It is tempting to encourage people who have been wronged to “leave it in the past” or “move on”. Not only is such an approach insensitive to the victims of medical malpractice in the military, but it also is not realistic. The actions of the past continue to rear their heads until the issues are properly resolved.
If you don’t believe us, just ask Congress.
Billions of outstanding claims
As reported by Bloomberg Law, more than $900 billion (yes, billion with a “b”) worth of military medical malpractice claims are “languishing at the Pentagon, more than a year after Congress erased the seven-decade ban on troops or their families seeking compensation for injury or death at the hands of military hospitals.”
Lawmakers are pointing to this logjam as “an example of bureaucracy at its worst”, pointing out that despite Congress taking the historic step of opening up sources of compensation for malpractice victims, survivors continue to suffer while the Pentagon delays the settlement of claims. Servicemembers and their loved ones can file an administrative claim for compensation but are currently no better off than they were under the previous regulations that barred them from seeking compensation for their malpractice claims.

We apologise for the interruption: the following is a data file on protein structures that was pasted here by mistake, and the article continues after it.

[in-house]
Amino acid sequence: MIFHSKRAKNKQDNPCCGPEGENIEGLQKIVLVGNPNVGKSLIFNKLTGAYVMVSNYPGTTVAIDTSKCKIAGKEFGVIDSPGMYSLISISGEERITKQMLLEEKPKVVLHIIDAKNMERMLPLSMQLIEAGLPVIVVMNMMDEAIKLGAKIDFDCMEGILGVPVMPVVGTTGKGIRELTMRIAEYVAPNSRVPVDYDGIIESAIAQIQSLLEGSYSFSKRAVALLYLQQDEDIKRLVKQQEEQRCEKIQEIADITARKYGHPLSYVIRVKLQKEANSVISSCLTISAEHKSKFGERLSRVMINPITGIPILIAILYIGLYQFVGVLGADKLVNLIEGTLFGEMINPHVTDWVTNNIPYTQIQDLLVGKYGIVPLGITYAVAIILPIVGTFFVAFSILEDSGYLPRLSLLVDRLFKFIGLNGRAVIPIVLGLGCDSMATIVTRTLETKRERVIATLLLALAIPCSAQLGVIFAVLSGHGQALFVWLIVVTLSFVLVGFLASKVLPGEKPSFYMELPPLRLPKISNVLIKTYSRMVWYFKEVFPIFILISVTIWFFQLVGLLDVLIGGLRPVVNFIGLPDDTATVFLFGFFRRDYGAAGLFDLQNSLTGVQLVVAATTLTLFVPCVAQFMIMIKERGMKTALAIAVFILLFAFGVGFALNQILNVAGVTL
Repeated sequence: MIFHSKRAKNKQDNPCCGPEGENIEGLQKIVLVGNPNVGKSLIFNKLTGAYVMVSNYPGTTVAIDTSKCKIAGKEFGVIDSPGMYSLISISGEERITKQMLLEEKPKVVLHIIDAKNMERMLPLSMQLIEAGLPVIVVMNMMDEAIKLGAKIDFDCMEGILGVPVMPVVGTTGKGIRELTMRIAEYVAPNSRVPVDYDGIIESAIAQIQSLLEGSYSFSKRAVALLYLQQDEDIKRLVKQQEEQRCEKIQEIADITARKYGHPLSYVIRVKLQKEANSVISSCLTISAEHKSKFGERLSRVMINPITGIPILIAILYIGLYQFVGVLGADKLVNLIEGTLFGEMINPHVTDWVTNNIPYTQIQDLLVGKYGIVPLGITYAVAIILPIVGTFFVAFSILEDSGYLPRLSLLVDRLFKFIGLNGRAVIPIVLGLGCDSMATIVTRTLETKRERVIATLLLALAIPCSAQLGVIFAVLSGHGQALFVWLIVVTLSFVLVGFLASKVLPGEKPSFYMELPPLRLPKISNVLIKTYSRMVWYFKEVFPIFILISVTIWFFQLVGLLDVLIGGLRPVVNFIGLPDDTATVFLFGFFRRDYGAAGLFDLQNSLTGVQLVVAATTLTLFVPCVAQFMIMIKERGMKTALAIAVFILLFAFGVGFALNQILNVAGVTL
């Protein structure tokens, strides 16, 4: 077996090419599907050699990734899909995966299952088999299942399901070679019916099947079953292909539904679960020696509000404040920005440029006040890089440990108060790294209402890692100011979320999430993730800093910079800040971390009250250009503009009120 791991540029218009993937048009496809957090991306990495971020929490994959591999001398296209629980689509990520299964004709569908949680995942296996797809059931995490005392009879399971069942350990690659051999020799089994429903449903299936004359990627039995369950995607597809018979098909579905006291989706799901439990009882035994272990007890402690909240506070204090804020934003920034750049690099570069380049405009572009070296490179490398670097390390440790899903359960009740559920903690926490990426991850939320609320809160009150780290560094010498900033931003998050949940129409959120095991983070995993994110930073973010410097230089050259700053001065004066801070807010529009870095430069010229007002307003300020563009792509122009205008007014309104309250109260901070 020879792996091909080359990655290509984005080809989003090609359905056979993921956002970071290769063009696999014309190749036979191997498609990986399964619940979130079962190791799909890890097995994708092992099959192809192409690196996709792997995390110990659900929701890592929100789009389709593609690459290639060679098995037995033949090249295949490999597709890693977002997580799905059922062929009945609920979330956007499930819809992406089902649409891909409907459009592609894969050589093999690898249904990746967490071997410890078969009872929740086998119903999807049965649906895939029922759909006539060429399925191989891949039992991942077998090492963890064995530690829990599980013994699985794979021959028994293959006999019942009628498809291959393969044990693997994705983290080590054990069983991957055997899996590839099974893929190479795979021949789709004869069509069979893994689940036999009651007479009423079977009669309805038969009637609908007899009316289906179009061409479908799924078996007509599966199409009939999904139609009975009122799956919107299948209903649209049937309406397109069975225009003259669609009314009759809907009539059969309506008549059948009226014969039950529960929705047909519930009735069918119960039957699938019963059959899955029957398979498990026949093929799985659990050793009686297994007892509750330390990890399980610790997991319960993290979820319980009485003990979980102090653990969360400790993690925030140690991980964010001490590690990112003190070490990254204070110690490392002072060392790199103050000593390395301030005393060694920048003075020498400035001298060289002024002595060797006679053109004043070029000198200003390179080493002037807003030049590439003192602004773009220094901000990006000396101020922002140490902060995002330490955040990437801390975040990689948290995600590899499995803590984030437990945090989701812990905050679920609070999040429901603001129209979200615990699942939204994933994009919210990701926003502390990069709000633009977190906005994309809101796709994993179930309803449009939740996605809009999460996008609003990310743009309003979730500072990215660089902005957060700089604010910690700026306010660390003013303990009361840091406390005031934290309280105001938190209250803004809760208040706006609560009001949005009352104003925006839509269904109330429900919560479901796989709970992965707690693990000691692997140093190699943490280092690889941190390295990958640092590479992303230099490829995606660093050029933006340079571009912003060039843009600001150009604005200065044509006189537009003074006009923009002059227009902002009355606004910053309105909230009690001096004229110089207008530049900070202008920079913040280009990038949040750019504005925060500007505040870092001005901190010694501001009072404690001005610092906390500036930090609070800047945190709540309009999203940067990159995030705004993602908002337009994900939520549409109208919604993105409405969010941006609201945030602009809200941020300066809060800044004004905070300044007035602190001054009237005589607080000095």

As we have stated before on this blog, no amount of compensation can make up for what victims and their families truly go through because of medical malpractice in the military. For example, a soldier who has had their cancer misdiagnosed will not be able to undo the physical damage with an infusion of cash. However, fair and full compensation does allow them to make sure their loved ones have the resources they need to move on in the aftermath of malpractice.
We hope that this process will gain efficiency and result in compensation for the many victims who are waiting on much-needed compensation. We would prefer to see the process eventually be unnecessary as a result of military hospitals and facilities taking this as a reminder to provide our active-duty service members and veterans with the quality of care they deserve in the first place.